Patient and Parent Decision-Making in the Setting of Chemotherapy-Induced Sensorineural Hearing Loss

Ginny L. Schulz, Susan Hayashi, Anne Spence, Judith Lieu, Allison King, Robert J. Hayashi, Caroline Mohrmann

Research output: Contribution to journalArticlepeer-review

3 Scopus citations


Objectives: Children with malignancies may be exposed to ototoxic therapies resulting in sensorineural hearing loss (SNHL). There is no consensus as to when intervention with amplification is necessary due to a variety of factors such as disease status, speech and language development, perceived difficulty with communication, and limitations of technology to fit these challenging losses. The decision to proceed with amplification after cancer can be difficult for patients and families. The purpose of this study is (1) to understand the decision-making (DM) process of childhood cancer survivors (CCSs) with SNHL and their parents and (2) to identify their decisional needs. Design: Semi-structured interviews guided by the Ottawa's decision support framework were recorded and transcribed verbatim. Inclusion criteria were CCSs ages 8 to 30 years old with a Chang grade >1b SNHL and off-therapy; parents of this group were also eligible. Patients with active disease were excluded. Prompts inquired of sources of decisional conflict, role in DM, and DM behaviors. Inductive content analysis of the narrative qualitative data was used. Results: Seven parents of CCSs and 6 CCSs participated. Themes in the CCS group included: (1) making sense of ototoxic SNHL; (2) desiring personalized education and treatment of SNHL; (3) playing an active role in the joint DM process; and (4) accepting hearing aids requires time and effort. The parent group shared the first and last theme with the CCS group and had two unique themes: (1) needing experts to respect the individual's journey to SNHL acceptance and (2) moving past the cancer experience to acceptance. Parents more often framed their DM within the context of already experiencing the trauma of cancer, whereas CCSs did not. One parent said, "You see all the rubble and you've lived through the devastation of the storm, but now you got to figure out what's broken." CCSs expressed bodily concerns regarding amplification, such as discomfort to the ear and difficulty in adjusting to the volume. The following needs were identified: early, re-enforced education regarding late effects risks; open communication among providers, CCSs, and parents; and audiogram result interpretations in patient- and parent-friendly language. Conclusions: Understanding the DM process from the CCS and parent's perspectives should be considered when providing counseling for hearing amplification in the setting of cancer-related SNHL. Earlier and consistent delivery of late effects education, open communication regarding risk for SNHL, and improved delivery of audiogram results should be targets for meeting unmet needs. These findings should inform the development of decision aids to reduce decisional conflict in this population.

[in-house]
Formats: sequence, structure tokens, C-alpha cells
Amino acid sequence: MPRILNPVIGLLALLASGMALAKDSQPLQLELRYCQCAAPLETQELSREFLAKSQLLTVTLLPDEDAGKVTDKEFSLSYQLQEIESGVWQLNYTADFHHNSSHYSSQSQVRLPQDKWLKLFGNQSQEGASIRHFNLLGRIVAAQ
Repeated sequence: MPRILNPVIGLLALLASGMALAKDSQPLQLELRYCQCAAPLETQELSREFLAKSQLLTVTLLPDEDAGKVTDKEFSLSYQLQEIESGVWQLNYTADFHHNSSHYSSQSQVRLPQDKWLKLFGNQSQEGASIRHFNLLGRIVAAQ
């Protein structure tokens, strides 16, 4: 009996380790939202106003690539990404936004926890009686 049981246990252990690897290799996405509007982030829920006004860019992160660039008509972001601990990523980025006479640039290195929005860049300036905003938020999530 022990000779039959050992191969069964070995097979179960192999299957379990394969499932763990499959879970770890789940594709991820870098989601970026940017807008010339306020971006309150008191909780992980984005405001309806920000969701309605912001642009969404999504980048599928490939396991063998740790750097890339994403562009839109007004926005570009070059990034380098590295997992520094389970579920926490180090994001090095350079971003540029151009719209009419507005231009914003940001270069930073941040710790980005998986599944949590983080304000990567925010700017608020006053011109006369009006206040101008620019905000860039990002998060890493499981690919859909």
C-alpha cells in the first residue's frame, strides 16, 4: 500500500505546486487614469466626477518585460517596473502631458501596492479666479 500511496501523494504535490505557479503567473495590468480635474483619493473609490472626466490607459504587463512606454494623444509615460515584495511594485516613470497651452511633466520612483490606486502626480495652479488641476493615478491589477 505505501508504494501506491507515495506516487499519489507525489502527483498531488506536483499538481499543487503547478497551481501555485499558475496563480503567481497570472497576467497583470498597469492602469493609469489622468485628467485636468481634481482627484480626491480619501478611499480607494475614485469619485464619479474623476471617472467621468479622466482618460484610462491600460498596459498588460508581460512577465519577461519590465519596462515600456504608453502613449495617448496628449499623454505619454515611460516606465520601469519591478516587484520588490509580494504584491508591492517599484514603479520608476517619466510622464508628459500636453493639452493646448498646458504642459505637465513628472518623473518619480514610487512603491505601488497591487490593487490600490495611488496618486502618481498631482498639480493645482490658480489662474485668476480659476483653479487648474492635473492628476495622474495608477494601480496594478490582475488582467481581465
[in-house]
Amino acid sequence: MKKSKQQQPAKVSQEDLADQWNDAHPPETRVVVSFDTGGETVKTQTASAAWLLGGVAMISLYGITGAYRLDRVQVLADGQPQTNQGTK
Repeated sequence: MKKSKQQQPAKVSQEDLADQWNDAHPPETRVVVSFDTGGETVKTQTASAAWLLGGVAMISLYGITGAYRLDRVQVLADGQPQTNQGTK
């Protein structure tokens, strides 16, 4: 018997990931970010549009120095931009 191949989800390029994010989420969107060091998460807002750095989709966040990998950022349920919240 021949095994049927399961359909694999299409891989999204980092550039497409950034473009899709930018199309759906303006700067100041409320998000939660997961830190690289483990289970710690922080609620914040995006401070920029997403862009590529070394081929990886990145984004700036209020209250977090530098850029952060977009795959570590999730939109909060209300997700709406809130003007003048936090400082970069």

Original languageEnglish
Pages (from-to)1684-1691
Number of pages8
JournalEar and hearing
Issue number6
StatePublished - Nov 15 2020


  • Cancer
  • Decision-making
  • Family centered
  • Pediatrics
  • Sensorineural hearing loss


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